The Asian honeybee, Apis cerana, (10mm) is smaller than the European honeybee, Apis mellifera, (15 mm) which is used for honey production in Australia. It tends to fly faster and more erratically. It is less hairy and has more prominent banding on the abdomen than the European honeybee. When swarming, they move in very tight clusters that range from the size of a closed hand to that of a basketball.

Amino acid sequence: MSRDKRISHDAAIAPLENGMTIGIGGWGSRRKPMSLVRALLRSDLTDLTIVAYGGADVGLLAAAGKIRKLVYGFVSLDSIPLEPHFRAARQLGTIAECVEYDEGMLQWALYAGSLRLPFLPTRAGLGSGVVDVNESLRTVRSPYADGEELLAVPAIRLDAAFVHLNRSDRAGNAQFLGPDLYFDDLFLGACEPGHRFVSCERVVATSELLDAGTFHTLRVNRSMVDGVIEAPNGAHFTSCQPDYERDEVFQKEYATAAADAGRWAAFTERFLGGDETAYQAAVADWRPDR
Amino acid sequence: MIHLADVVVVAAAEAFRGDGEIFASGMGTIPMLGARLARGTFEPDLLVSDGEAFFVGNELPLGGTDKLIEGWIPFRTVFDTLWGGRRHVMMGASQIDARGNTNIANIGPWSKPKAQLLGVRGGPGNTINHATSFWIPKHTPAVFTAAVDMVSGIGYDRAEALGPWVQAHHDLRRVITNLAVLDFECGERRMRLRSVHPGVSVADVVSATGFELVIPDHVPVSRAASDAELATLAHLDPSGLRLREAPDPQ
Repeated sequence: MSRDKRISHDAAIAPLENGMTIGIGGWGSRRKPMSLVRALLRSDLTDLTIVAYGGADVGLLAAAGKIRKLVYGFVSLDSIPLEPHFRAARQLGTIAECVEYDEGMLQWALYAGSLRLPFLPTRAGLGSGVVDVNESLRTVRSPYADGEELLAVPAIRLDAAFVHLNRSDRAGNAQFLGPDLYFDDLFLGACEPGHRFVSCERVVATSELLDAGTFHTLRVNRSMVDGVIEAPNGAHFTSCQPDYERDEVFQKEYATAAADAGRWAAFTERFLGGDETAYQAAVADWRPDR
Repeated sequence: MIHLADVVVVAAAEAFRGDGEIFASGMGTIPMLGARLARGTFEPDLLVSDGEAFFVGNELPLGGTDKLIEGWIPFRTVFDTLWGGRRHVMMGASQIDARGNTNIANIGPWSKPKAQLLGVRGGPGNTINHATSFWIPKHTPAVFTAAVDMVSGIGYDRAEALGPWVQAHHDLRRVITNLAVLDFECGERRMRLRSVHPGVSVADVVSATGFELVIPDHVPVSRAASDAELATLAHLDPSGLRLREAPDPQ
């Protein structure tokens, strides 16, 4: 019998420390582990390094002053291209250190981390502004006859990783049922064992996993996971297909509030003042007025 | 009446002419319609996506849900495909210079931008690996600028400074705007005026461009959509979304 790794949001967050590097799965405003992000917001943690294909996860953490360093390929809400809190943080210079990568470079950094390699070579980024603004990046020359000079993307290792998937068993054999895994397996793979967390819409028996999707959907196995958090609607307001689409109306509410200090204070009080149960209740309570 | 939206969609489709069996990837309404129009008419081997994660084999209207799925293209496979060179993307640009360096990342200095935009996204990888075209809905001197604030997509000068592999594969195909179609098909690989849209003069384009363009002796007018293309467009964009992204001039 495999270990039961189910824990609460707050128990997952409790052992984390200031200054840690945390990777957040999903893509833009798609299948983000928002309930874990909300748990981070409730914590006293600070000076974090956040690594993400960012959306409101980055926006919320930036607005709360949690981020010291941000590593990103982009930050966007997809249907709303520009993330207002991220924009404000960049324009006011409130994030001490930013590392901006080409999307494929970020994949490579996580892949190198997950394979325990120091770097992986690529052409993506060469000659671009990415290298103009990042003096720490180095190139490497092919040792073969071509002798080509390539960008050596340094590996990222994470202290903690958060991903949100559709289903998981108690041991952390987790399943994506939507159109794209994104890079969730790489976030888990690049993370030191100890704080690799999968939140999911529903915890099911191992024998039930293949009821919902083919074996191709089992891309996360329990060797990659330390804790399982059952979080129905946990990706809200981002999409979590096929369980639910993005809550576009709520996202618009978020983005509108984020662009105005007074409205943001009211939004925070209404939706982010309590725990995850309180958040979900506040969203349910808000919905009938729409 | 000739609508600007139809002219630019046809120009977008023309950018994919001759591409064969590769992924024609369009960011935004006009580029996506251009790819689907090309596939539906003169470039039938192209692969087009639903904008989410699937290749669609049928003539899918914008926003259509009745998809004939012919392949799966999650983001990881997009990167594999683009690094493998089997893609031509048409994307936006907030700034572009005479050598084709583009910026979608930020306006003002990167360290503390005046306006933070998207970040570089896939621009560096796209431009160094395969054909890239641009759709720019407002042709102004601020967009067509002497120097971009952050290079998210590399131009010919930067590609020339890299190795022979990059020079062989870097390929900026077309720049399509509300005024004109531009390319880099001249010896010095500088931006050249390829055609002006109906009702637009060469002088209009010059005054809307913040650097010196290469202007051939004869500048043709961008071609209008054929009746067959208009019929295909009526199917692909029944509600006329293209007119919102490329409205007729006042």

Asian honey bees may compete with European honey bees and native animals for food and nesting cavities. They are natural hosts for varroa mites. If these mites are introduced into Australia, Asian honey bees could aid their spread, and this could cause severe losses in European honey bee colonies.
They tend to nest in small cavities (such as letterboxes and garden sheds) in urban environments.
A sting from an Asian honey bee has been known to cause an anaphylactic reaction in a person who is allergic to other bees.
Be on the lookout for bees and check vessels, vehicles and trailers before travelling long distances.
Some photos are provided by Arthur Gibli.
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